There are two ways to make risotto: quick and easy, or slow and long. I’ve always been a fan of the quick and easy version (adding all the stock at once and letting it reduce) but now Arthur can play independently at my feet in the kitchen while I cook, I love the magic of taking a long hour to cook something properly, pair flavours and watch a delicious meal come together.
What you’ll need
While risotto can seem intimidating, it’s actually very easy, just quite labour intensive. For this one you will need:
- One medium butternut squash, peeled and diced into small cubes
- One onion, diced
- 400g risotto rice
- 75ml dry white wine (or cooking wine)
- Olive oil
- 1.5 litres chicken stock
- Knob of salted butter
- Big handful of parmesan
- Fresh Rosemary – to garnish
- Pop your butternut squash into a roasting tray and roast at 180°c for 25-30 minutes. While it’s roasting, start softening your onions in a large pan on a low heat and heat up your chicken stock in a saucepan
- Add the rice to the softened onions and give a good stir and add the wine. Stir until the liquid has been absorbed
- Start adding the stock to the rice and onions two ladles at a time, still on a low/medium heat. Stir each time until the liquid has been absorbed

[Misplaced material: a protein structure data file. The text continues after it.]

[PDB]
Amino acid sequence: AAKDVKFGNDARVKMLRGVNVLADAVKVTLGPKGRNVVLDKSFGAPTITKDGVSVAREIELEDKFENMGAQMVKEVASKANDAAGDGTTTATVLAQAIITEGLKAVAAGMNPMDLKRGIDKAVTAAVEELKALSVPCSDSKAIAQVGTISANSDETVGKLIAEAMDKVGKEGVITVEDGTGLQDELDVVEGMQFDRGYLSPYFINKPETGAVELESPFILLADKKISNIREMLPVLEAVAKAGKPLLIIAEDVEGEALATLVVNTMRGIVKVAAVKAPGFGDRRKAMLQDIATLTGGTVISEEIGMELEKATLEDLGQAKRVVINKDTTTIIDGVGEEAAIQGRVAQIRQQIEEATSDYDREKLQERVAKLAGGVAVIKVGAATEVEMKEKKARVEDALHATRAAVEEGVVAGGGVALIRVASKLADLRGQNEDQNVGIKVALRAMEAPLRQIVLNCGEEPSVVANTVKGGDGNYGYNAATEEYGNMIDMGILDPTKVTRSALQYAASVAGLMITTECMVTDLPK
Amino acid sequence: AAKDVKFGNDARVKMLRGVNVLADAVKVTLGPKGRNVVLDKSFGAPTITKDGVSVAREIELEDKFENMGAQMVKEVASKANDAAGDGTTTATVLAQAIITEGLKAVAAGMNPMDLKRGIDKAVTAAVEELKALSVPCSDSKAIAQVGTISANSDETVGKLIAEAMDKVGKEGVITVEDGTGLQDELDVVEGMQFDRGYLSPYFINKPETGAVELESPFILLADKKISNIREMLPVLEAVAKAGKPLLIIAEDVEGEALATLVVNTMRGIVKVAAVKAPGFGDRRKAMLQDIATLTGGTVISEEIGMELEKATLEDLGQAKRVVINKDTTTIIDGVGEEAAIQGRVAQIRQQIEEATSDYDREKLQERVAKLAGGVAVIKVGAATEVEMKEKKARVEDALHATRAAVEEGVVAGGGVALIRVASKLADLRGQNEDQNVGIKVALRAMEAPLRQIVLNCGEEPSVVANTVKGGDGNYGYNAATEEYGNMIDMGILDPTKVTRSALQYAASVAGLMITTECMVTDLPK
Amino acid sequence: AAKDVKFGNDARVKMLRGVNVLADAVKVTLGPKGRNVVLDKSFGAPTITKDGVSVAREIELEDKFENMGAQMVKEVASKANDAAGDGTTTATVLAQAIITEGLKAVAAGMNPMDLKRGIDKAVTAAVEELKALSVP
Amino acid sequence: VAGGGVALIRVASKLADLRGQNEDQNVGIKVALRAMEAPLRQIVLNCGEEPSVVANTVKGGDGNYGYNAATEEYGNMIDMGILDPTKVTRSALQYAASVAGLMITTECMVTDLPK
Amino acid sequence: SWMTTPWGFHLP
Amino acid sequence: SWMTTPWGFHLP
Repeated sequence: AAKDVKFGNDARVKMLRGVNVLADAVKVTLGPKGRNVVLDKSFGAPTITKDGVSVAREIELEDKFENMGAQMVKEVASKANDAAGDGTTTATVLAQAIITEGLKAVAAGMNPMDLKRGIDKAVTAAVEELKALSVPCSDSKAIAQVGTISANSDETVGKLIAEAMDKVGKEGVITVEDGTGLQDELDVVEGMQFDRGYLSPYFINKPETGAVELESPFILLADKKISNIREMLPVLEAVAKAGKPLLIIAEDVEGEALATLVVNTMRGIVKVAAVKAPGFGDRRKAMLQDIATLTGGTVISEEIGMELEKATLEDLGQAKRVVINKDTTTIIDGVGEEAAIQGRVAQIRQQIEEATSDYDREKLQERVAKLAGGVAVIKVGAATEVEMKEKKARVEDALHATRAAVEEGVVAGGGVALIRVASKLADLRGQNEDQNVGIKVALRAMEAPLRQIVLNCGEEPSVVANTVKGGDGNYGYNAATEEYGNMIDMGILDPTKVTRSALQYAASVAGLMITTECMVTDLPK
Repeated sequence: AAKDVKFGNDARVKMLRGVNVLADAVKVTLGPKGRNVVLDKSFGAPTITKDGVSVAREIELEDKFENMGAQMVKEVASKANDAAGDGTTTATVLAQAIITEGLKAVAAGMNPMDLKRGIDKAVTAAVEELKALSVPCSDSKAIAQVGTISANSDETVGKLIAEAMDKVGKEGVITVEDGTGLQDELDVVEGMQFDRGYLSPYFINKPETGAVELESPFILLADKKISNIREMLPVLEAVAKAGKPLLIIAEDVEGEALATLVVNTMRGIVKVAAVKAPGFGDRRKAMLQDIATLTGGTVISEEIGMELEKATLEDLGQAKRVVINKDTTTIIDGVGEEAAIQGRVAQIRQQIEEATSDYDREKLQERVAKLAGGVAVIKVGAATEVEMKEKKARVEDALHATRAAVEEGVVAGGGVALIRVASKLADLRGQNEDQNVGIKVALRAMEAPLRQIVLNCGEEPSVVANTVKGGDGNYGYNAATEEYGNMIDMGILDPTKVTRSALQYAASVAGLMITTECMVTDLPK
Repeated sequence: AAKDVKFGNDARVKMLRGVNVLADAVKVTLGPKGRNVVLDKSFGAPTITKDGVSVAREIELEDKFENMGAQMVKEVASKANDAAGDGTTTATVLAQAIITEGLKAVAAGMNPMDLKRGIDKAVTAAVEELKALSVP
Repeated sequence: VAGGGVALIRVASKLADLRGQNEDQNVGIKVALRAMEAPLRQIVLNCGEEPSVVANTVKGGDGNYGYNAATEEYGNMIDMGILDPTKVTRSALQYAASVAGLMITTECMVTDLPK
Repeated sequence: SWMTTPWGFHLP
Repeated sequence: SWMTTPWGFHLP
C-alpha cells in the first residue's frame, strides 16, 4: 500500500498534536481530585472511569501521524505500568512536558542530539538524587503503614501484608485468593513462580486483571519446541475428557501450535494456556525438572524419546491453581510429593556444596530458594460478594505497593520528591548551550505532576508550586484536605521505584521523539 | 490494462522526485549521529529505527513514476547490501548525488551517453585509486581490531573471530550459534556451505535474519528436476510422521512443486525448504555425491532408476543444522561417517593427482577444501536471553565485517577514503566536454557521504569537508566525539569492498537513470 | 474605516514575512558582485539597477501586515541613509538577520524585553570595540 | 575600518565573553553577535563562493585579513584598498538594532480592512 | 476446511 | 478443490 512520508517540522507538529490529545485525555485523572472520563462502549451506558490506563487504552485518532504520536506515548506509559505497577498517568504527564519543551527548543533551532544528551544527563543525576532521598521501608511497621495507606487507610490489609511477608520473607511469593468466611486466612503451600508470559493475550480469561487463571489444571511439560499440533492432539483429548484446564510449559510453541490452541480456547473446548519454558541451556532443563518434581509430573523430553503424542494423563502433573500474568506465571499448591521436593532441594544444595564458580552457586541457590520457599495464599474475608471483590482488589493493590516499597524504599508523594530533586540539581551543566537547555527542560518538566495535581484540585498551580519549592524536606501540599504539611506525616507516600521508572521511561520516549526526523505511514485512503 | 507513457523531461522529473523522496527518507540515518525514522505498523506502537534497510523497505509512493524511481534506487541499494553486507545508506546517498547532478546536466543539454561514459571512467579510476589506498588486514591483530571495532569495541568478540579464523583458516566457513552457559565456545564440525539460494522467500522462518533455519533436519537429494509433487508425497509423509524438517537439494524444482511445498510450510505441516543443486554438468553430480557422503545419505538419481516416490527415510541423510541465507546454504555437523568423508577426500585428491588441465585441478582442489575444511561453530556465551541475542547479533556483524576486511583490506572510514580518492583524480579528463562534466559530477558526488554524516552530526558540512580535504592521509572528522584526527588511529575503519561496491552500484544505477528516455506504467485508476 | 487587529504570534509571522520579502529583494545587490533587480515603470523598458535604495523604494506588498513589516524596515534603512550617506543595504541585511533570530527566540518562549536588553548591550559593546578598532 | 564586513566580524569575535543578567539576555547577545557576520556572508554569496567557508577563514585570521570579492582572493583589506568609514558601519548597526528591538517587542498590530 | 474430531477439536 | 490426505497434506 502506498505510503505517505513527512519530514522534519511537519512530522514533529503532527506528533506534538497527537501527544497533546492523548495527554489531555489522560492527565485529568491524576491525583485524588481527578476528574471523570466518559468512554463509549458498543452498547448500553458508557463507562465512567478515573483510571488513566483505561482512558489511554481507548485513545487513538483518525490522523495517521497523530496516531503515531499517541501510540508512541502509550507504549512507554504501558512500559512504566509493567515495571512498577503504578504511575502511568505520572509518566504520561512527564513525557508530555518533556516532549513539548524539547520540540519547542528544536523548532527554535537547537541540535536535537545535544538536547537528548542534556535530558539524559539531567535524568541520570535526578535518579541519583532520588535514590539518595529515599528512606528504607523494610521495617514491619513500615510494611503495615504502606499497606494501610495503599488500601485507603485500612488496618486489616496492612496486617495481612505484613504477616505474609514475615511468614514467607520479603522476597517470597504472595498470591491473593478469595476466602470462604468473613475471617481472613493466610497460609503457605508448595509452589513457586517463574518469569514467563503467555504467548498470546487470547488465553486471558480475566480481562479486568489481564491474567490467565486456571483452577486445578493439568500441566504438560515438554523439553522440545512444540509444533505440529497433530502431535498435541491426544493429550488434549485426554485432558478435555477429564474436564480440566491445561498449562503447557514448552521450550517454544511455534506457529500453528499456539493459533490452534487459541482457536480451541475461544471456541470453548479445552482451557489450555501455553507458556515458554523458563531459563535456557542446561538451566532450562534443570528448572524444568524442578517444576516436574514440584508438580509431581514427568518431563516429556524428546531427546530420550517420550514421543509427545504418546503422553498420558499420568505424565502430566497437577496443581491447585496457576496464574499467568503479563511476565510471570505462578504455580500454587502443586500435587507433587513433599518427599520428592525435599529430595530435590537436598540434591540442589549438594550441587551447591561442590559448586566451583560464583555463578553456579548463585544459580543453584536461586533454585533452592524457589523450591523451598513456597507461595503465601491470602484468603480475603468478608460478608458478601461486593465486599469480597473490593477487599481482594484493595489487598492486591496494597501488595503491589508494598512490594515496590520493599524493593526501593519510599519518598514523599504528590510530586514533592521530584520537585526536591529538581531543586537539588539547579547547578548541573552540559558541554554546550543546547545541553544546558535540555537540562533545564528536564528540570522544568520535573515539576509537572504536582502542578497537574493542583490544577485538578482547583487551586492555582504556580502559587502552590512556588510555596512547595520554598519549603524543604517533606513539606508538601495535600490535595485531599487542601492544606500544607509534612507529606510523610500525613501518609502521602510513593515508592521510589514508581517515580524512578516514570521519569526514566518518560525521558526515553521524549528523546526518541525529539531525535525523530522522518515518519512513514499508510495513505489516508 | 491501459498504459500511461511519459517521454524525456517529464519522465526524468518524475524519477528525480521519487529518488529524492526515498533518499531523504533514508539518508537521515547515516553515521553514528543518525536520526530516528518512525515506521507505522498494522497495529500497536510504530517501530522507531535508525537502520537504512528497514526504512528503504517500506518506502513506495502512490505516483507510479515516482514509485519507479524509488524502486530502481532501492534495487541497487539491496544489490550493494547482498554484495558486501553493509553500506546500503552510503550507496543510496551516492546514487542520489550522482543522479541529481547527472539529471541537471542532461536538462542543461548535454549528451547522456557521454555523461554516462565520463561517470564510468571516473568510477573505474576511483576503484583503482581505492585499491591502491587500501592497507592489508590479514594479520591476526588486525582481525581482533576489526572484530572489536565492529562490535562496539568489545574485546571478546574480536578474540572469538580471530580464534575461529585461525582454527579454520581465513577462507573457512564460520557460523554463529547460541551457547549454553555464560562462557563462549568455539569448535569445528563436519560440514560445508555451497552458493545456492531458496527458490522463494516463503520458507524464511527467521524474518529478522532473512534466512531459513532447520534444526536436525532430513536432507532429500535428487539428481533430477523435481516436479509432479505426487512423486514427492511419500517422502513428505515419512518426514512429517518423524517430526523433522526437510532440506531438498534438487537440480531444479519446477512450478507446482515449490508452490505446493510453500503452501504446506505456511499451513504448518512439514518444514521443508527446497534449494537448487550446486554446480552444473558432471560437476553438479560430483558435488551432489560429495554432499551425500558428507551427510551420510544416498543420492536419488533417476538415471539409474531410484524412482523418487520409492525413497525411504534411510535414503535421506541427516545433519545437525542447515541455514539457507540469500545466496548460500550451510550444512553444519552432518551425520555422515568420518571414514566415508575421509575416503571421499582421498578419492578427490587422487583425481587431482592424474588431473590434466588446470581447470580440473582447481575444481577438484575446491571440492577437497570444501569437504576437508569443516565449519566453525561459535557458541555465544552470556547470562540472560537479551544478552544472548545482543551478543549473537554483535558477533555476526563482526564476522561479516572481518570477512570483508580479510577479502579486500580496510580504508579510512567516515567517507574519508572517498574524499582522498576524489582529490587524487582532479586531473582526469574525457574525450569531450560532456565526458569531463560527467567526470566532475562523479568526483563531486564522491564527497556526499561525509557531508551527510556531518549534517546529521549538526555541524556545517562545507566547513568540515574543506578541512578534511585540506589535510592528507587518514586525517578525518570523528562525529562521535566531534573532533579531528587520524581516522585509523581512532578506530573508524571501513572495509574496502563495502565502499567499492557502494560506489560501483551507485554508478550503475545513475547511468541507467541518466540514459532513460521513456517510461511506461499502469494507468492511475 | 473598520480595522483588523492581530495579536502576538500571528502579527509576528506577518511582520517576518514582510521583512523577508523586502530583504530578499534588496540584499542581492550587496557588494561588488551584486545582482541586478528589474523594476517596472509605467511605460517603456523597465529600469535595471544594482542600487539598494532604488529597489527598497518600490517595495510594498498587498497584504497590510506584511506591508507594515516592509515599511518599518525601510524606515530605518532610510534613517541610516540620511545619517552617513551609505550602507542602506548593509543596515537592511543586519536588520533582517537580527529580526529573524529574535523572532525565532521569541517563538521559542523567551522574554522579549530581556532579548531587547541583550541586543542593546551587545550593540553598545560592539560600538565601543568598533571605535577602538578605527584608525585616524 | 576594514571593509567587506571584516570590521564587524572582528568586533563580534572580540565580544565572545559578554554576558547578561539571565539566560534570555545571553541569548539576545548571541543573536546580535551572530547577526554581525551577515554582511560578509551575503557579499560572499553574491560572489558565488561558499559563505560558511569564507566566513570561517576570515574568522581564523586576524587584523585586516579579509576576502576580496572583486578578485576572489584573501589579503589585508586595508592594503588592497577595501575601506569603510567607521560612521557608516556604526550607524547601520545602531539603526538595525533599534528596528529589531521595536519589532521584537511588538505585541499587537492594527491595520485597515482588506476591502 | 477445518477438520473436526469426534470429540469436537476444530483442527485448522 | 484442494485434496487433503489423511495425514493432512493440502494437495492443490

- Continue adding and letting the stock absorb until you have only two ladles left in your saucepan. Add the roasted butternut squash. It should disintegrate a bit and turn your risotto orange. Add the last two ladles of stock
- When the last of the stock has nearly been absorbed, stir through your butter and parmesan
- Allow the liquid to absorb to your preference. Season and serve with more parmesan and the rosemary
This recipe serves around six or you can freeze it into twelve toddler portions! Sometimes I like to serve it as a side to breaded chicken or sausages, or with a side of sautéed kale or green beans.
Around this time of year cooking a meal like this really does feel like a bit of magic – putting warmth and nourishment back at the centre of our kitchen while the world gets slowly darker and colder outside is important. Using seasonal vegetables keeps us connected to the earth and the cycle of the year and taking the time to prepare something delicious has something restorative about it…Enjoy!